- Overview: Australia
- Global HR Compliance
- Global PEO and payroll
- Work permit for hiring expats via PEO
- Expand without a company set up
- Contractor vs. employee: which is better?
Global HR Compliance in Australia
If you hire international workforce, or plan to hire, then Hiring and Firing Workforce in Australia Guide below will help you understand the nuances of labor legislation in the country.
There are two main reasons for companies hiring foreign workforce:
- Expanding into foreign markets to sell company product or products there. In this case, companies hire sales representatives who would exclusively represent their product in the target market and sell it to their local client base.
- Hiring the right foreign talent with a unique expertise, often related to IT sphere that cannot be found in the home country or that costs less compared to local specialist with similar skills.
After you have found the right candidate, the question is how to hire and provide compensation to this person so you as a business remain 100% compliant when working with global workforce. Another thing to consider is whether you want to keep the talent long-term and how you can do that.
If you need to hire foreign workforce in Australia so you can expand there, then our Global Employer of Record solution may be of help. We help you legally hire and reward your foreign workforce by making them employees via a global employment outsourcing service. This is simple as employ your in-house workforce with the only difference that workers can live anywhere in the world and Acumen International would be their legal employer on your behalf. This means we would bear all employment risks, not you. Also, we manage bonuses, vacations, sick leave and can rent the office and a car for your foreign sales representatives if that is what you need.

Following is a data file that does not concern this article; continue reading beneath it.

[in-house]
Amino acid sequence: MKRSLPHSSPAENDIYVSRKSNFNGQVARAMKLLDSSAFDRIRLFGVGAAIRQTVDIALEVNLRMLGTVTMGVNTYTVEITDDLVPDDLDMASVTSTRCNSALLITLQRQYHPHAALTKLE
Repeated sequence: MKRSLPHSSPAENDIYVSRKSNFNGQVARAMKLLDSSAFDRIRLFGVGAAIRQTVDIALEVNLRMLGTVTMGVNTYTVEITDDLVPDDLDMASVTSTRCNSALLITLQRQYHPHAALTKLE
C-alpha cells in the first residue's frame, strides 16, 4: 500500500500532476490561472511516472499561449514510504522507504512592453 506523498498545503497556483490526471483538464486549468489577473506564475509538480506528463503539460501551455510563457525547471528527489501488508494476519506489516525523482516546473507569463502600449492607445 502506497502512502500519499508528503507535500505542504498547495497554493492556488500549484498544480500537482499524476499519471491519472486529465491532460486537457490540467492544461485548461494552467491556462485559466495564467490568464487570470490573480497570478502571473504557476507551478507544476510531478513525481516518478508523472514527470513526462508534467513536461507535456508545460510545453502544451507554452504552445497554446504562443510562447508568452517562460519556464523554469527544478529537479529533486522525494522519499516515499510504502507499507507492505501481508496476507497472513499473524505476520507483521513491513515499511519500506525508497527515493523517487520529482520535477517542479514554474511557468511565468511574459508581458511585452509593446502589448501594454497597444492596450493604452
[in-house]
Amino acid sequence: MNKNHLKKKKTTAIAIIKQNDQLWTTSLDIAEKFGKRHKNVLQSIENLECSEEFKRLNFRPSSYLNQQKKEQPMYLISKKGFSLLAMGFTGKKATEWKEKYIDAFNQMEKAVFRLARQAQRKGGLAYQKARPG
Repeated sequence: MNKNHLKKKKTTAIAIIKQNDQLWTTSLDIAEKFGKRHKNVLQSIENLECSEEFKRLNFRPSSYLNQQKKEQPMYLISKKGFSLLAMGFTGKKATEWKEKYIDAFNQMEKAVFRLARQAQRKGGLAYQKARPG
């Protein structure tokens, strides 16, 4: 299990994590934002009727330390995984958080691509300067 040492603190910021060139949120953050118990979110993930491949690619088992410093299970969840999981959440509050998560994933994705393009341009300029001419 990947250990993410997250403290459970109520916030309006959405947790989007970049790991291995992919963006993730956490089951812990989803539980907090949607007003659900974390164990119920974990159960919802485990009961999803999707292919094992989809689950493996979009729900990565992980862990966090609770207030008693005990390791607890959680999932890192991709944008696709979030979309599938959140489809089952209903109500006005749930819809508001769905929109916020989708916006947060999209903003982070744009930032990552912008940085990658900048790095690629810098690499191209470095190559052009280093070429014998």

With our solution, you can test new foreign markets before deciding whether you are going to get established there. You gain flexibility and expand with reduced costs, and easily withdraw from the unattractive countries.
We are experts in global workforce employment in Australia, and our goal is to become your single provider. Instead of working with numerous local staffing agencies and legal advisors, Acumen International can solve your global business challenges and save you time, costs, and resources.
Our team of English-speaking professionals frees you from working through language nuances. Acumen International works 24/7 and can assist you whenever you need, regardless of time zones. Our goal is to create tailored labor solutions for you that are managed legally and in full compliance with the local employment laws.
With our knowledge and deep understanding of local nuances, you easily satisfy your need for skilled professionals in your global industry. With our qualified local partners, you can trust that your global workforce satisfies all local tax, social security, and immigration requirements in Australia.
Hiring and Firing Workforce in Australia Guide
# Employment Agreements
Permanent employment contracts (all options including any limitations, such as max duration or number of fixed— term agreements)
Generally speaking, there are two types of industrial instruments: awards; and workplace agreements, which include enterprise agreements, collective agreements made under the previous legislation, and greenfields agreements